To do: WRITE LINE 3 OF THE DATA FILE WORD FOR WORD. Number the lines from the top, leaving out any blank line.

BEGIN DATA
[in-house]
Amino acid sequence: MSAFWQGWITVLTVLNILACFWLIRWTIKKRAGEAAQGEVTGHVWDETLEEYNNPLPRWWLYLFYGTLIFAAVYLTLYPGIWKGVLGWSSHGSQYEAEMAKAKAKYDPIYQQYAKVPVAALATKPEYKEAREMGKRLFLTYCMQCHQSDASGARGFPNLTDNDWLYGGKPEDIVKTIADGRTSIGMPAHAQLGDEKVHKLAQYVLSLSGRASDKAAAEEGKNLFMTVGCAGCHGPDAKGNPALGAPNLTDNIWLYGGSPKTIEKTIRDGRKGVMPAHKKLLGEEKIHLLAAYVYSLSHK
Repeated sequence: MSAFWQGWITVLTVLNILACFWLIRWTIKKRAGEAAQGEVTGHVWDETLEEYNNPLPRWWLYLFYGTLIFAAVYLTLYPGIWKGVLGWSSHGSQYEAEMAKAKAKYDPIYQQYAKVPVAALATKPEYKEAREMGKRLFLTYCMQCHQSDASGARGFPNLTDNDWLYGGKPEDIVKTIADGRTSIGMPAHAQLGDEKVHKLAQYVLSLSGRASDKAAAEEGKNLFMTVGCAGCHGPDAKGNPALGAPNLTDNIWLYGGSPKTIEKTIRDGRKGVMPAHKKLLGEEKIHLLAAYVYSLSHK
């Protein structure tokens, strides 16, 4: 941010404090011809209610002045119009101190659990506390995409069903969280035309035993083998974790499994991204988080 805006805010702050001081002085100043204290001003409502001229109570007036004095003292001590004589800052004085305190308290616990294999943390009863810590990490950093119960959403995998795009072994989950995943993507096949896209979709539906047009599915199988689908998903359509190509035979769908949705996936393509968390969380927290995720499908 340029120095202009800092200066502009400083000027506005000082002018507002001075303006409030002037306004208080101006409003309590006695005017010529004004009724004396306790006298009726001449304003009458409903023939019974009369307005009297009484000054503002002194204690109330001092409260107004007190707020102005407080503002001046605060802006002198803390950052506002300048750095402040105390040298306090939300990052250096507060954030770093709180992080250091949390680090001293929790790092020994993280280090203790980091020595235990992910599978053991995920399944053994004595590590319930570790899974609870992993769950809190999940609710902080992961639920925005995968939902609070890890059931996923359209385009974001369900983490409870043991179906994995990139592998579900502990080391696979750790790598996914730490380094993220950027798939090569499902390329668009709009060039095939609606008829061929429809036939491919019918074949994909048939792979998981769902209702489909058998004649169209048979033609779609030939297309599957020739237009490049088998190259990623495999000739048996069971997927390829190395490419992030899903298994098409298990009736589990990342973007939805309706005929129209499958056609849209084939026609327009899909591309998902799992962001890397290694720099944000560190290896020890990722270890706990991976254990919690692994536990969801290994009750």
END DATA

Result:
Repeated sequence: MSAFWQGWITVLTVLNILACFWLIRWTIKKRAGEAAQGEVTGHVWDETLEEYNNPLPRWWLYLFYGTLIFAAVYLTLYPGIWKGVLGWSSHGSQYEAEMAKAKAKYDPIYQQYAKVPVAALATKPEYKEAREMGKRLFLTYCMQCHQSDASGARGFPNLTDNDWLYGGKPEDIVKTIADGRTSIGMPAHAQLGDEKVHKLAQYVLSLSGRASDKAAAEEGKNLFMTVGCAGCHGPDAKGNPALGAPNLTDNIWLYGGSPKTIEKTIRDGRKGVMPAHKKLLGEEKIHLLAAYVYSLSHK